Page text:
The 2011 Horizon Report foregrounds games based learning as one of the emergent trends in global education. There is a great deal that can be said about this, and clearly much of the best practice experimentation will revolve around which sorts of games provide the best learning opportunities in online, and classroom contexts.
I would like to look at one type of game that I have been playing online for a number of years, which I think has some merit in this regard: the Matrix Game. Matrix Games were developed by Chris Engle. Essentially they are simple pen and paper, or oral games in which the players present an argument, within a given context or scenario, of what they think should happen, drawing upon the matrix of possible reasons and motivations available in real life. These arguments are rated by the Games Master, and a simple roll of the die determines whether they happen or not.
There have been some interesting developments and additions to this mechanism over the years, such as the thrust and parry system, in which players parry other players’ arguments by suggesting how slightly different results are achieved. But essentially the mechanism of argument with reason remains in place. When used in the classroom, or for training purposes, specific mechanisms might have to be looked at, but essentially the Classic Engle Matrix Game remains a powerful tool for any teacher interested in exploring gaming mechanisms.
I would suggest that anyone wanting to give it a try, joins the yahoogroups list serve and play a game before trying it. The group is very happy to help out with suggestions and commentary as well. One of my big regrets is not having played a game in a while! 😦
Most games begin with the Games Master setting out a scenario and a list of characters. Players choose which characters they wish to play, and the Games Master starts the game by asking the first player to make an argument. Each player follows in sequence, or jumping in when they wish, with arguments succeeding or failing. A narrative thus unfolds, with which the players engage to achieve whatever goals they have been set, or develop for themselves.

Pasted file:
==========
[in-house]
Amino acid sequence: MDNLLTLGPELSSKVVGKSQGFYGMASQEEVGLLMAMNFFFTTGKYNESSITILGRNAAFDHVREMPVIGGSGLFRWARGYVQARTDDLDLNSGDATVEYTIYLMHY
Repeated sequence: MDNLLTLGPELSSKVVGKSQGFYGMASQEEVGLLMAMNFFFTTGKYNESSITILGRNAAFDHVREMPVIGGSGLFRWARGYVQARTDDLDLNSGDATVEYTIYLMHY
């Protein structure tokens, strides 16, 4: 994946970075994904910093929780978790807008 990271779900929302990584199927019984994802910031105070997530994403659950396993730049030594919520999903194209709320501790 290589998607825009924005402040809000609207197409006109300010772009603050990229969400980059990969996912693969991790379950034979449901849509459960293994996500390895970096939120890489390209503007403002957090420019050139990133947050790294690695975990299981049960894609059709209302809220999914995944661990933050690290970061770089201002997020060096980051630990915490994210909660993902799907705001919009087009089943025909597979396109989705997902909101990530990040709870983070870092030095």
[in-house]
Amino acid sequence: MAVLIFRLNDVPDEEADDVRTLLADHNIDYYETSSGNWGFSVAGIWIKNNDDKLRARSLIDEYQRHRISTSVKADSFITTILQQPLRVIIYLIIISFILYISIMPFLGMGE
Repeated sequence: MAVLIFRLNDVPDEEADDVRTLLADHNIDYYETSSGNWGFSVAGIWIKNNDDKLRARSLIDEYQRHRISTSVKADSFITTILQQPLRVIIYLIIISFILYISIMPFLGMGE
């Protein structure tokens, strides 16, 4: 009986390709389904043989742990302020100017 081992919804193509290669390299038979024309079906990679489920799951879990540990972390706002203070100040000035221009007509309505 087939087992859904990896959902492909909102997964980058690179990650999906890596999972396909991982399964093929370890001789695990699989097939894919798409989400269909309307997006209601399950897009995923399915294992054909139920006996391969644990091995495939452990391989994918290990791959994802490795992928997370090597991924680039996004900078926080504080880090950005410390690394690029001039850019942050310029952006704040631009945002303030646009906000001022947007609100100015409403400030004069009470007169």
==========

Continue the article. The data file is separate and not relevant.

To give you an idea of the flavour of the game, here is a possible argument by a player in a game about time travel:
“I pick up the shovel and use it to break open the treasure chest. Inside I find gold, and riches beyond my wildest dreams. This happens because I have the treasure map I stole from the pirates back in 1769, and because I overheard them telling where they had set the trap, enabling me to avoid it!” The Games Master rules this argument average, and requires a 4,5 or 6 on a die roll to work!
Notice the structure of argument and motivation. While some players tend to role-play, writing narratives in the style of the scenario, others blandly state what they wish to see happen and why. Both styles are considered valid.
There are two things which chiefly commend the matrix game in the classroom, I believe.
Firstly the very simple game mechanics are easy to run both in the classroom, and via a list serve. Secondly, that any situation, context, scenario can be used. The engine is nothing other than the imagination of the players, and the expertise of the Games Master. The Games Master, who can be another student, or the teacher has the primary role of ensuring that the game mechanics and turn-taking run smoothly, but would also be ideally placed to ensure that learning opportunities within the game are exploited.
Several years ago I ran a game (which married the matrix game with the role play game genre) as part of a Life Orientation class I was giving with 16 year olds. The game explored themes of collaboration and co-operation in a mythical adventure in which each party had to try to steal the Dragon’s egg. The players were in groups and I roved around the room, adjudicating arguments as they were raised by the players, giving each group a chance to discuss their next move and frame reasons for success. By rating all arguments that favoured co-operative behaviours as strong, and individual loose-cannon approaches as weak, I was trying to make some kind of pedagogical impact. The players seemed to enjoy the adventure, and came to some breath-taking solutions to the obstacles I had planned for them. In the debriefing, what did you learn session, I cannot say that co-operation was amongst the most mentioned outcomes, but a surprisingly rich array of life skills were discussed, which made the lesson far richer than my original lesson design.
The fact that the Matrix Game is driven by the players rather than the Games Master is probably a huge plus for classroom applications, rather than a disadvantage. Crucially the game provides a shared experience which can be used as material for discussion.
I have only ever run a Matrix Game in a classroom, but I have played on the yahoogroups list serve in a number of memorable games, and It would work well via email off a school Moodle, for example.